From behind mom, I could see her friend's teen daughter. She was in a brown sheath dress, long sleeves in the heat of summer, long brown hair pulled back with a barrette, and bangs that were curled under in a sizeable straight tube, with no makeup and no jewelry. See, mom's friend was ex-southern Pentecostal, but her mother-in-law and daughter were VERY actively observant.
I had broken every church dress code for girls in one fell fashion decision swoop.
Mom left quickly after with her friend to meet some people at a bar. Luckily, the daughter was nice, and she helped us enjoy our days in Missouri.
Where did we go? Oh, we went to the church, of course. I immediately washed my face, removed my jewelry, and her daughter loaned me a skirt. When we arrived, a group of older women introduced themselves, nodded their heads of swirled and pinned-up hair, and told us they would be praying for our salvation.
Back to their hair. We found out that women were not allowed to cut their hair. So, all the hair they had ever grown was twisted up into a bun on top of their head that was bigger than their head, like a big, brimmed hat of hair. Our new friend told us the younger girls would brush their hair in the front so much that it would break, giving them bangs but not defying the "don't cut your hair" rule. Yeah, there was nowhere to hide with my spiky blondish hair.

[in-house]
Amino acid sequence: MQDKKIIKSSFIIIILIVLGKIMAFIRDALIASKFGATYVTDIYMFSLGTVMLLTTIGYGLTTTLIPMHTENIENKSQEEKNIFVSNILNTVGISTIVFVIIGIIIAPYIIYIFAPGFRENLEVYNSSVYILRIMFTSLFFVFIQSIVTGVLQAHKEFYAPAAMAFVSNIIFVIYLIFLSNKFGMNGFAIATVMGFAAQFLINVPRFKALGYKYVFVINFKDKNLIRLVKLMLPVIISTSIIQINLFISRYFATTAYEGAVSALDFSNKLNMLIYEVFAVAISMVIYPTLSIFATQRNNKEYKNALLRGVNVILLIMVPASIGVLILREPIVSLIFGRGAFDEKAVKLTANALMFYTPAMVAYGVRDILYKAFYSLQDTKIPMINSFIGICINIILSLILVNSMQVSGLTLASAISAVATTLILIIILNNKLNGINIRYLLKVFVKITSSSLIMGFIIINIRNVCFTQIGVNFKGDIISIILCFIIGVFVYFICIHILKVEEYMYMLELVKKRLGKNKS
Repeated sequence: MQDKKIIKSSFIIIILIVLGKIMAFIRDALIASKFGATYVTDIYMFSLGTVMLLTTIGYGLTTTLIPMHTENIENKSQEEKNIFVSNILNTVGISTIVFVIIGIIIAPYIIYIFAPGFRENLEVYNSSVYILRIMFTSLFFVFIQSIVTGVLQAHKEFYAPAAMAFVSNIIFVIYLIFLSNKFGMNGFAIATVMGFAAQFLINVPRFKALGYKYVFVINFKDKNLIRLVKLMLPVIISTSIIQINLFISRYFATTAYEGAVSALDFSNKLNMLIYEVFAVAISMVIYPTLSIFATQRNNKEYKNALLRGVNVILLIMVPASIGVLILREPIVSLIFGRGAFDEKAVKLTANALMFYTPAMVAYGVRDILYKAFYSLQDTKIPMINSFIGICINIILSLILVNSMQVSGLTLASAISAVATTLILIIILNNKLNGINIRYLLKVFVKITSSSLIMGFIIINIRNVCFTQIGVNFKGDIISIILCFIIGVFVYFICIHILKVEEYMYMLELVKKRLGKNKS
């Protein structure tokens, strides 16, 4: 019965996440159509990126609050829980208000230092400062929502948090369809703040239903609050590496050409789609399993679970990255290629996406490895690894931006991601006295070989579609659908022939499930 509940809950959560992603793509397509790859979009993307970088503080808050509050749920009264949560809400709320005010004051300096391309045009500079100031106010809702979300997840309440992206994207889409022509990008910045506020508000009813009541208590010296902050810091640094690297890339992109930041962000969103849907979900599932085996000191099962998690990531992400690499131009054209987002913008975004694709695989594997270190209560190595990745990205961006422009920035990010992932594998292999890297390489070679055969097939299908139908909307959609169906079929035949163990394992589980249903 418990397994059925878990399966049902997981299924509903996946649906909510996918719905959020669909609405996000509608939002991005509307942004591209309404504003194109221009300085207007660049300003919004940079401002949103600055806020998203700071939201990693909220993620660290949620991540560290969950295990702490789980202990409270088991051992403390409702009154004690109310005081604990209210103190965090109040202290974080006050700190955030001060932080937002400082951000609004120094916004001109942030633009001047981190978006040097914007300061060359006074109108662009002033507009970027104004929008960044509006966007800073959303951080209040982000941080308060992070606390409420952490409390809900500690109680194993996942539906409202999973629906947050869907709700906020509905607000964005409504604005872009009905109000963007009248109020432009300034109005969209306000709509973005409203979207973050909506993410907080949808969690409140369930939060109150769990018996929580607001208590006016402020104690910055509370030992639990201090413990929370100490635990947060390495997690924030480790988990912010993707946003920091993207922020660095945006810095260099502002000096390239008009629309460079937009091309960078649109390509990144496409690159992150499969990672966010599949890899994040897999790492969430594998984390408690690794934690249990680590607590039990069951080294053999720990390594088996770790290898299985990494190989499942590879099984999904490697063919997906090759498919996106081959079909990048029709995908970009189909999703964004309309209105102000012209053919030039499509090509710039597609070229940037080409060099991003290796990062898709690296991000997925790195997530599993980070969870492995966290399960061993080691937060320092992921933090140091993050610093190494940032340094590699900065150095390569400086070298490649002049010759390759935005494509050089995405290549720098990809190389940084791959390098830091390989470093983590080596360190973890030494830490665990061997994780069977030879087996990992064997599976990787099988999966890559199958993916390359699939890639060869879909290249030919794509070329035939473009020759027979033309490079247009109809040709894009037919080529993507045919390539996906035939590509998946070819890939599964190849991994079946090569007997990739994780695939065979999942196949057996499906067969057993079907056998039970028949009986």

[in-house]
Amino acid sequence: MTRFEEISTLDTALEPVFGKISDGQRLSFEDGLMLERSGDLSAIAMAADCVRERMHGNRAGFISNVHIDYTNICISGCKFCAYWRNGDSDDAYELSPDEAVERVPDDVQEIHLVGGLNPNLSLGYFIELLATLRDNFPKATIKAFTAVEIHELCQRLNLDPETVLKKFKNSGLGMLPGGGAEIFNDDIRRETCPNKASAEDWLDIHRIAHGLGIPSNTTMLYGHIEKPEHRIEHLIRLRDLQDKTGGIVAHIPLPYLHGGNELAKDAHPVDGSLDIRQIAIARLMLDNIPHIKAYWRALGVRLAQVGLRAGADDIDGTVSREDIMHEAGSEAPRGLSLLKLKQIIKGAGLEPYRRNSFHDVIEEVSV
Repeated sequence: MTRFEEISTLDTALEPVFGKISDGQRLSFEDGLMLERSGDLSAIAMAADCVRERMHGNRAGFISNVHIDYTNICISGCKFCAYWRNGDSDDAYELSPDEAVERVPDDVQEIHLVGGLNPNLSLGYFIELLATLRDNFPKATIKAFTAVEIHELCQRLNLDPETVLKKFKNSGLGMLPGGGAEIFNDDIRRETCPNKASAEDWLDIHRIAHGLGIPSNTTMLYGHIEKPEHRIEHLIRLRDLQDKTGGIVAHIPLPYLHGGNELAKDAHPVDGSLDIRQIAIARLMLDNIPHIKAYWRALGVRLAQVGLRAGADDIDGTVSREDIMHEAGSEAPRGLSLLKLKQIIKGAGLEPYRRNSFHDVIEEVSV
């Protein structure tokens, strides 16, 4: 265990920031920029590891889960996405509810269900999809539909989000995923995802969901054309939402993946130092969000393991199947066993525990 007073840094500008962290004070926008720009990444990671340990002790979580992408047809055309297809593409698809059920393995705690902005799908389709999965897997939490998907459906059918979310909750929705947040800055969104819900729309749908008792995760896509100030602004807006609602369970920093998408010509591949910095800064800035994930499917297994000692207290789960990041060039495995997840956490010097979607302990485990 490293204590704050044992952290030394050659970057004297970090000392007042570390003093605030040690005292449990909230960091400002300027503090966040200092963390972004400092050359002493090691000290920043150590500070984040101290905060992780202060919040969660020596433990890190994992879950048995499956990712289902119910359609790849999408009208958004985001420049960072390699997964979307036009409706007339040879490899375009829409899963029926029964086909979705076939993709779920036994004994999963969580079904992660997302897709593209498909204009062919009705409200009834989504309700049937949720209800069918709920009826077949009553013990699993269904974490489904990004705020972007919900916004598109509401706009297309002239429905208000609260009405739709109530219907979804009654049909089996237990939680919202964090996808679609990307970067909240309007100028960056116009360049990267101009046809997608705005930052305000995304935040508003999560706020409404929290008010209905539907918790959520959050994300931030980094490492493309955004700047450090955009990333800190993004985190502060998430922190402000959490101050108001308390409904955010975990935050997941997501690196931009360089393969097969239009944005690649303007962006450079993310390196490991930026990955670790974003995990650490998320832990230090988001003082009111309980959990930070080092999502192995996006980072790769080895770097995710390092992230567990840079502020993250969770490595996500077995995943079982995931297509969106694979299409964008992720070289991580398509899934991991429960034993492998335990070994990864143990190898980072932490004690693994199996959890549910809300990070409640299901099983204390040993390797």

We took our seats in the pews, and everyone stared at us. Then all at once, the congregation turned around in the pews, knelt, and put their foreheads to the back of the pew. Us two catholic kids froze. Then they started yelling in a language I couldn't understand. Was this speaking in tongues? A young woman rushed up from the back of the church, threw herself on the altar, started bawling and yelling in gibberish. Several elders rushed over, raising their hands to the sky, and appeared to pray over her. I wasn't sure if they were all happy to have her there or the opposite. It was a scene. They came to some agreement, and then we were separated into groups of males and females and taken to bible study. Where all of the women again prayed for my salvation while glaring at me under their hair. It seemed like forever before we were released.
And then we went to McDonald's. Seriously. All of the tweens and teens could go once in a blue moon, and we got lucky that today was that day. Praise Jesus.
We left a day or so later and got to listen to mom tell stories about the wonderful time she had at the bar with her friend and the city's fire chief. Always a sucker for a guy in uniform.
On the way out, we stopped to eat at the home of the throwed rolls. Seriously, they throw rolls across the room to you when you need more. The way home must have been a total bore, as I have no memory of it.
Mom was one to pick the fun stuff, whether we could afford it or not. I know that she did her best. We have some great stories to tell now. They have this bitter taste to them when we tell them. Like we had fun, despite, or when you average it all together. Better than average. I’ll take them.